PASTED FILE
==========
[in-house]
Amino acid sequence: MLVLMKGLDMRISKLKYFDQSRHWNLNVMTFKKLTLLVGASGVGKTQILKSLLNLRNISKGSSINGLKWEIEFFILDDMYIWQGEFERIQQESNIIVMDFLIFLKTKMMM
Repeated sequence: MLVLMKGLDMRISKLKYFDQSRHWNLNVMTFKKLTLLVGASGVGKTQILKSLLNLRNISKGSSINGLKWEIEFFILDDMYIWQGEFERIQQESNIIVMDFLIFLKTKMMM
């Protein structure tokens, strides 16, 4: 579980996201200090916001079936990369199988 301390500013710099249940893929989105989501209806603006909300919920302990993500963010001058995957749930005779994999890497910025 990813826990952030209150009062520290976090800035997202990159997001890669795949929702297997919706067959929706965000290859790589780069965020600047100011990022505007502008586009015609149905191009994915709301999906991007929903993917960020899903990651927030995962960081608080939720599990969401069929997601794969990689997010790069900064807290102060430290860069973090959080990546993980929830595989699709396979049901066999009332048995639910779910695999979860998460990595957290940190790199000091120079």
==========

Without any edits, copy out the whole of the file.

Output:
[in-house]
Amino acid sequence: MLVLMKGLDMRISKLKYFDQSRHWNLNVMTFKKLTLLVGASGVGKTQILKSLLNLRNISKGSSINGLKWEIEFFILDDMYIWQGEFERIQQESNIIVMDFLIFLKTKMMM
Repeated sequence: MLVLMKGLDMRISKLKYFDQSRHWNLNVMTFKKLTLLVGASGVGKTQILKSLLNLRNISKGSSINGLKWEIEFFILDDMYIWQGEFERIQQESNIIVMDFLIFLKTKMMM
């Protein structure tokens, strides 16, 4: 579980996201200090916001079936990369199988 301390500013710099249940893929989105989501209806603006909300919920302990993500963010001058995957749930005779994999890497910025 990813826990952030209150009062520290976090800035997202990159997001890669795949929702297997919706067959929706965000290859790589780069965020600047100011990022505007502008586009015609149905191009994915709301999906991007929903993917960020899903990651927030995962960081608080939720599990969401069929997601794969990689997010790069900064807290102060430290860069973090959080990546993980929830595989699709396979049901066999009332048995639910779910695999979860998460990595957290940190790199000091120079």